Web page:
Jeff Gundlach Looks At This Chart When He Gets Up Every Morning


I like this.


An eternal optimist, Liu-Yue built two social enterprises to help make the world a better place. Liu-Yue co-founded Oxstones Investment Club a searchable content platform and business tools for knowledge sharing and financial education. also provides investors with direct access to U.S. commercial real estate opportunities and other alternative investments. In addition, Liu-Yue also co-founded Cute Brands a cause-oriented character brand management and brand licensing company that creates social awareness on global issues and societal challenges through character creations. Prior to his entrepreneurial endeavors, Liu-Yue worked as an Executive Associate at M&T Bank in the Structured Real Estate Finance Group where he worked with senior management on multiple bank-wide risk management projects. He also had a dual role as a commercial banker advising UHNWIs and family offices on investments, credit, and banking needs while focused on residential CRE, infrastructure development, and affordable housing projects. Prior to M&T, he held a number of positions in Latin American equities and bonds investment groups at SBC Warburg Dillon Read (Swiss Bank), OFFITBANK (the wealth management division of Wachovia Bank), and in small cap equities at Steinberg Priest Capital Management (family office). Liu-Yue has an MBA specializing in investment management and strategy from Georgetown University and a Bachelor of Science in Finance and Marketing from Stern School of Business at NYU. He also completed graduate studies in international management at the University of Oxford, Trinity College.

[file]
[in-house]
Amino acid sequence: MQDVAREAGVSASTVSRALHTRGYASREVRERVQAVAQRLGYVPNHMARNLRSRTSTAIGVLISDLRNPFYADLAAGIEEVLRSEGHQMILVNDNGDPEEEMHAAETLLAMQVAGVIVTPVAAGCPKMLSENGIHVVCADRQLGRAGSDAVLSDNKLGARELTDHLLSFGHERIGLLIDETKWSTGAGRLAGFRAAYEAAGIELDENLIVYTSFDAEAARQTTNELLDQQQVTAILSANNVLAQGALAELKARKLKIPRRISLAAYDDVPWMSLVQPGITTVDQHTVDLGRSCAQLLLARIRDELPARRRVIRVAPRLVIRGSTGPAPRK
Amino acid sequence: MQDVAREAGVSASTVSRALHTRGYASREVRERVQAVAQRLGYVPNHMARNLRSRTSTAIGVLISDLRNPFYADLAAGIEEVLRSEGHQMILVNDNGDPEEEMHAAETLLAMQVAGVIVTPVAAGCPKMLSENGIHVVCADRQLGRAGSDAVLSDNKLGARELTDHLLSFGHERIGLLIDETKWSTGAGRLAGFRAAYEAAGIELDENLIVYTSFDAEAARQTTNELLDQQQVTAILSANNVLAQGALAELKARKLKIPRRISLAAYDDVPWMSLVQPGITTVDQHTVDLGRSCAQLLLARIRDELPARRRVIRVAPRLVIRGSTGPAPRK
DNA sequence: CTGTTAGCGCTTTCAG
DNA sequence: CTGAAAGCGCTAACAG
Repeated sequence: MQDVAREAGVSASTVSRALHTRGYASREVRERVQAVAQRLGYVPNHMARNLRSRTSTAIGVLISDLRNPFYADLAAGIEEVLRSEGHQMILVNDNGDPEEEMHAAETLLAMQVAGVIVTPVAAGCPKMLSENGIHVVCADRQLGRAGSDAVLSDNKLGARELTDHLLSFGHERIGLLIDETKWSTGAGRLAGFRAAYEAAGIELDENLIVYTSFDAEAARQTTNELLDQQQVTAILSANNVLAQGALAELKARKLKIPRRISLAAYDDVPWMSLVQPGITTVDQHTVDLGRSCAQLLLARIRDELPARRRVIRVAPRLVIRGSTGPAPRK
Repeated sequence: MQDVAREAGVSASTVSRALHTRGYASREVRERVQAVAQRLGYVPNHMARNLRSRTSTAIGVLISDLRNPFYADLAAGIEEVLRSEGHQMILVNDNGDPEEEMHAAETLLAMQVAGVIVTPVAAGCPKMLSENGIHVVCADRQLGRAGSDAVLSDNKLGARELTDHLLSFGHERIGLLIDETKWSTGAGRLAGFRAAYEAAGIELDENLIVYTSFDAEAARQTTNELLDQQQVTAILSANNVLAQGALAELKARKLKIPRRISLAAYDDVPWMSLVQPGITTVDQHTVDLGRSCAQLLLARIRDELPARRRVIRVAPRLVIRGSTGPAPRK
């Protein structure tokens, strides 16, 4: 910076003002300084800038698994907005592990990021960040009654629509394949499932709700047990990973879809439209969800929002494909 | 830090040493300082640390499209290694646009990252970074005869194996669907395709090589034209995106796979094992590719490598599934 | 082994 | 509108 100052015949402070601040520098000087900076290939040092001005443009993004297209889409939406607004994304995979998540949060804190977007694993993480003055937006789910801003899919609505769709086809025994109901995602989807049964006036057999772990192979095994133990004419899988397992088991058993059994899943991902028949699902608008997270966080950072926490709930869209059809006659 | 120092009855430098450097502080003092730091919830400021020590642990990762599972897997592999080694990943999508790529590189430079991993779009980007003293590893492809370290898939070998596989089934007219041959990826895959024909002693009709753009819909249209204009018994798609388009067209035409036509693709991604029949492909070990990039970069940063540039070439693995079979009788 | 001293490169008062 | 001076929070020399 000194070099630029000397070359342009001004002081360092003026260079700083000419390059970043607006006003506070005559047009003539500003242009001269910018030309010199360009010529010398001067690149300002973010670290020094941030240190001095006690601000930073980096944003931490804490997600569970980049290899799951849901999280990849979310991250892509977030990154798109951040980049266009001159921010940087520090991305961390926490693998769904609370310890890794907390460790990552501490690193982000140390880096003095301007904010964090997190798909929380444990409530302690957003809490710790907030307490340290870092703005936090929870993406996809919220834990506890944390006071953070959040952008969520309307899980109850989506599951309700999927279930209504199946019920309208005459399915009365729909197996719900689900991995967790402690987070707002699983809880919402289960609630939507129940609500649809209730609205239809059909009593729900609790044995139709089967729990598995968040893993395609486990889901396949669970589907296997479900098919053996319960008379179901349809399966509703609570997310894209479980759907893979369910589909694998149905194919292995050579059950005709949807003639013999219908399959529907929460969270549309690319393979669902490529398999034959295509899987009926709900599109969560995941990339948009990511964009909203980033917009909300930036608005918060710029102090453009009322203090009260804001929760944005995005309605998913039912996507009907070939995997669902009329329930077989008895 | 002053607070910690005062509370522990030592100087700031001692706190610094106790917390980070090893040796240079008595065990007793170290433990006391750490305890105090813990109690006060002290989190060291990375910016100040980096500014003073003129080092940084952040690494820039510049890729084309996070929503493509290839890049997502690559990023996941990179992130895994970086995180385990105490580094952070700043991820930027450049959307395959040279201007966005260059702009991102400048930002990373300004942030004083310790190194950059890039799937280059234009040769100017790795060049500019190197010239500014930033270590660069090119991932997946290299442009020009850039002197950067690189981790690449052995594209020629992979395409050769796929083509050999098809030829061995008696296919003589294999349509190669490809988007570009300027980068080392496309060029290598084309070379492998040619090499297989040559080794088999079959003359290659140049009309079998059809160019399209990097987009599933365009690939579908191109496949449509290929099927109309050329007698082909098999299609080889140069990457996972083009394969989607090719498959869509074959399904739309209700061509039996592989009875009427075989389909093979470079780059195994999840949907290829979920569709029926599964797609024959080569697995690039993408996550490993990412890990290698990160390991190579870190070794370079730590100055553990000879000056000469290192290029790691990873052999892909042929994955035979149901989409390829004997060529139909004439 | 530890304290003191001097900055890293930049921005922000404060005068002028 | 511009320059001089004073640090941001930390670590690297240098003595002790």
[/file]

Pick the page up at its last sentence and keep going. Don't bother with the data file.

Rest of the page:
By Sam Ro, Business Insider,

DoubleLine Funds’ Jeff Gundlach hosted a pretty interesting webcast about the markets on Tuesday afternoon.

As he laid out his forecasts for 2014, he presented a ton of eye-opening charts including this one, which he says he looks at literally every morning.

It compares the US dollar / emerging market currency exchange rate to the yield on the 10-year Treasury note.

Gundlach noted that there was a remarkably tight correlation between the two measures with the currency cross acting as a slight leading indicator of the 10-year yield. And the 10-year yield is benchmark for basically the entire bond market.

Given the recent movements in the currencies, Gundlach says this chart confirms his expectation that the 10-year yield is likely to move lower in the near-term.

During his webcast, Gundlach said the 10-year yield could fall to as low as 2.5%.

Read more:


Tags: , , , , , ,

Post a Comment

Your email is never published nor shared. Required fields are marked *


Subscribe without commenting